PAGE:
TERRORISM AND NATIONAL SECURITY-A NEXUS
Terrorism as a Means of Coercion
Terrorism is “the systematic use of fear especially as a means of coercion. Its aim is to get people scared.” It is a “strategy of intimidation and violence.”1 Terrorism as a premeditated, political motivated violence, perpetrated against non combatant targets by sub national groups, usually intended to influence an audience; political violence in an asymmetrical conflict that is designed to induce terror and psychic fear through the violent victimization and destruction of non combatant targets. Terrorism is a global menace. It is indeed, a scourge which needs to be frontally confronted. It is a violation of our fundamental human rights, especially the right to life and that of peaceful coexistence.2 The terror and tragedies that terrorists unleash on innocent and unsuspecting citizens pose a serious threat the stability of all societies. It threatens existing democratic institution. Emerging democracies are very vulnerable to tragedies which such terrorist attacks cause, that is why the international community must be very determined and firmed in their resolve to confront and defeat terrorist, their network and collaborators. Increase of terrorist activities has a significant effect on a nation’s security in which they take place.3
Attacks on the World Trade Center in New York City and the Pentagon in Arlington, Virginia, on September 11, 2001, provided a grim reminder of Osama bin Laden’s reputation as the godfather of global terrorism. The Afghanistan-based millionaire and his umbrella organization of international terrorist groups, al-Qaeda, were soon identified as the prime suspects in the attacks. Intelligence analysts have linked bin Laden and al-Qaeda to a series of attacks, many of them in his self-declared jihad against the United States. American intelligence experts regard Osama bin Laden as a major funder of terrorist groups involved in the following attacks: firefight in Somalia in 1993 that left 18 Americans dead; bombing of a military training center run by the United States in Riyadh, Saudi Arabia, in 1995; bombing of the Khobar Towers, an apartment complex that housed U.S. servicemen in Dhahran, Saudi Arabia, in 1996; the killing of 58 tourists at Luxor, Egypt, in 1997; bombings of U.S. embassies in Tanzania and Kenya in 1998; and an attack against the USS Cole while it refueled in Yemen in 2000.4 He has admitted his complicity in the attacks in Somalia; expressed his admiration for the “heroes” responsible for the Riyadh and Dhahran bombings, while denying his involvement; threatened attacks against Americans who remain on Saudi soil; and promised retaliation internationally for cruise missile attacks. In 1998 he announced the creation of a transnational coalition of extremist groups known as The Islamic Front for Jihad against Jews and Crusaders.5
After the September 11 attacks, the United States declared a war on terrorism to capture Osama bin Laden. It destroyed al-Qaeda training bases in Afghanistan, and replaced the Taliban with a government less friendly to terrorists. Aerial bombing attacks destroyed al-Qaeda bases and helped a coalition of anti-Taliban forces called the Northern Alliance gain control of Afghanistan. The whereabouts of Osama bin Laden, however, remained unknown.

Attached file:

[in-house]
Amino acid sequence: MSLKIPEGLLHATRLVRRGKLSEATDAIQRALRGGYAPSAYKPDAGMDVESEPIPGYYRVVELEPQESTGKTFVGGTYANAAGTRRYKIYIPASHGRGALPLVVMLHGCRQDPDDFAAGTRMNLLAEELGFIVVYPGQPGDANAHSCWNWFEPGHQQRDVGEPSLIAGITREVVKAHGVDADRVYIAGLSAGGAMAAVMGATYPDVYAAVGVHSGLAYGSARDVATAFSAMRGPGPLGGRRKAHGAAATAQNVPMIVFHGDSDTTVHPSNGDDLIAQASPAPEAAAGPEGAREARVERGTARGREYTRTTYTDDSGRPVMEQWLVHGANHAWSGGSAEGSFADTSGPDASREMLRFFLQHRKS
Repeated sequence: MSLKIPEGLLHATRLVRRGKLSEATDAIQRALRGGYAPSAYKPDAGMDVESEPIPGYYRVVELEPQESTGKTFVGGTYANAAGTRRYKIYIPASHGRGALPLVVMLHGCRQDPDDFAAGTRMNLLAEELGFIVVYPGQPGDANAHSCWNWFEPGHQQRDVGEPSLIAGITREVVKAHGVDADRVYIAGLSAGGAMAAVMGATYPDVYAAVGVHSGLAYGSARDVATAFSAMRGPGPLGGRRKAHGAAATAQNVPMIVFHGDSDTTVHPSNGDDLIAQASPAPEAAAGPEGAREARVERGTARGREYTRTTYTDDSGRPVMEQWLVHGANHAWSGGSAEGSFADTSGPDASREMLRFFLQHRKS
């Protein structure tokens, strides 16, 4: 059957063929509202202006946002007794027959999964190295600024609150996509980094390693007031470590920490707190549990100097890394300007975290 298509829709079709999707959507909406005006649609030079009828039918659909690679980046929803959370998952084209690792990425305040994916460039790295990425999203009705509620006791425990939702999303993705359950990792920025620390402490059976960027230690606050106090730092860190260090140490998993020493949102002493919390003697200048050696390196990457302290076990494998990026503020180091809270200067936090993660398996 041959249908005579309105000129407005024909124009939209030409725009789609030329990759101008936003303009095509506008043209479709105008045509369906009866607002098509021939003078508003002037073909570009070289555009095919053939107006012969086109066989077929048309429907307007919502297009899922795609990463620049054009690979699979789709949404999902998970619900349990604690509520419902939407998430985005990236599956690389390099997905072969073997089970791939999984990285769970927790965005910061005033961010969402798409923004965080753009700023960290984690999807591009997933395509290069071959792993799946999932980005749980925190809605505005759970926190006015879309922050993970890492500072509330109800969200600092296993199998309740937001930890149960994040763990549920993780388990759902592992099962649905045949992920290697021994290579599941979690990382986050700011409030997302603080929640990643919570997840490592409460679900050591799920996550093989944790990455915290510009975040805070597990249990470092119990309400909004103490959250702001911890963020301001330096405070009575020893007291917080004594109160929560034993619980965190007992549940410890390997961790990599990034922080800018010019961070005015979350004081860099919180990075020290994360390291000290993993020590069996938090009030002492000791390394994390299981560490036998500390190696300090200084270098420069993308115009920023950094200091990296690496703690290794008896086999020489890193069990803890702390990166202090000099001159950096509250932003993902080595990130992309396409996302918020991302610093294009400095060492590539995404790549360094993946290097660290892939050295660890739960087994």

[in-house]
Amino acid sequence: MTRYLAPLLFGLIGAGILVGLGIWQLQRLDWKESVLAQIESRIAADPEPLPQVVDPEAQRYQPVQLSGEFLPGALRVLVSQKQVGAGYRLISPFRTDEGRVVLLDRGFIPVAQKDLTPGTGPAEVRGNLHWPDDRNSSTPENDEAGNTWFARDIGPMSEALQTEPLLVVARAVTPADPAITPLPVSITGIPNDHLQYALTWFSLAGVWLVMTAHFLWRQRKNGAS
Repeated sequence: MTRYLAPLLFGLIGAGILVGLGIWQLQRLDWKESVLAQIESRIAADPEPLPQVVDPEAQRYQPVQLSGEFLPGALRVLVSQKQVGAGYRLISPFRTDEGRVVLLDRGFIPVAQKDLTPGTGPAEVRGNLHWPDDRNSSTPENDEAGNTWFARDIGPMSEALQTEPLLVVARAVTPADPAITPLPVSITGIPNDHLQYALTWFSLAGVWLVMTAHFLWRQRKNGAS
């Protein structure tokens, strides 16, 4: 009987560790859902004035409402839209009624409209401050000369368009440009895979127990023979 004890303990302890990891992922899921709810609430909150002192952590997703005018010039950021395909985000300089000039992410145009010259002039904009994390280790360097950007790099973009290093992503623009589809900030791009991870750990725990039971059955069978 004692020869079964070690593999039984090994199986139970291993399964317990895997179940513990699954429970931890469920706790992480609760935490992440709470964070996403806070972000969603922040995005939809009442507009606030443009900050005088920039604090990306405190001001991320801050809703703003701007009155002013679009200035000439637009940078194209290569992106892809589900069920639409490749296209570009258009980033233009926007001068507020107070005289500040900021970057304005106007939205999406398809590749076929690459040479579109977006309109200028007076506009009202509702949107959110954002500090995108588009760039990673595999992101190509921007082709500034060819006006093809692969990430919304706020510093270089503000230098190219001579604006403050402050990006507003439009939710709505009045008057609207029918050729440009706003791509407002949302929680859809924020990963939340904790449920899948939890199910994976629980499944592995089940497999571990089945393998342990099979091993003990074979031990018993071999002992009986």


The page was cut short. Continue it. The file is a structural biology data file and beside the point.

Osama bin Laden’s message resonates with the feelings of many in the Arab and Muslim world. A sharp critic of U.S. policy toward the Muslim world, bin Laden has denounced U.S. support for Israel, which he blames for the failure of the Middle East peace process. He has condemned U.S. refusal to censure Israel’s 1996 shelling of civilians in Qana, Lebanon, and U.S. insistence on continued economic sanctions against Iraq, which resulted in hundreds of thousands of deaths, especially among children. He has been equally critical of what he dismisses as “new crusades” in the Persian Gulf, in particular the substantial U.S. military and economic presence and involvement in Saudi Arabia. He has embraced populist causes such as the “liberation” of Muslims in Bosnia, Chechnya, Kashmir, Kosovo, and other areas.6 Bin Laden and other Islamic extremists justify their use of violence with the claim that most Muslim and Western governments are corrupt oppressors that resort to violence and terrorism.
These extremists use Islam to motivate their followers and rationalize their actions. However, they misinterpret and misapply Islamic beliefs. Claiming that Islam and the Muslim world are under siege, they call for a jihad. Although jihad refers to the right and duty of Muslims to defend themselves, their community, and their religion from unjust attack, extremists use the concept to legitimate acts of violence and terrorism.7
People in various countries would prefer to live in an environment in which business and enterprise can flourish, leading to a healthy economy, a reasonable standard of living. Among scholars, lawyers, and policy makers, there is no general agreement on a clear definition of terrorism. In addition in attracting attention, terrorism also frequently has paid off in concrete terms. Terrorist generally have been remarkably successful in achieving their immediate goals relative to the costs incurred, repaid social and economic change has often been associated with violence. Clearly, the politics of controlling international terrorism is complicated due to the fact that the world’s governments are not universally opposed to terrorism or at least do not all define it in the same way.8 In UN general assembly sessions and in other forums where controls on international terrorism have been discussed states have often taken conflicting positions. In the early 1970s, the United States introduced a draft convention on terrorism requiring the extradition or prompt trial of hijackers and kidnappers, especially in cases in which hostages were government officials.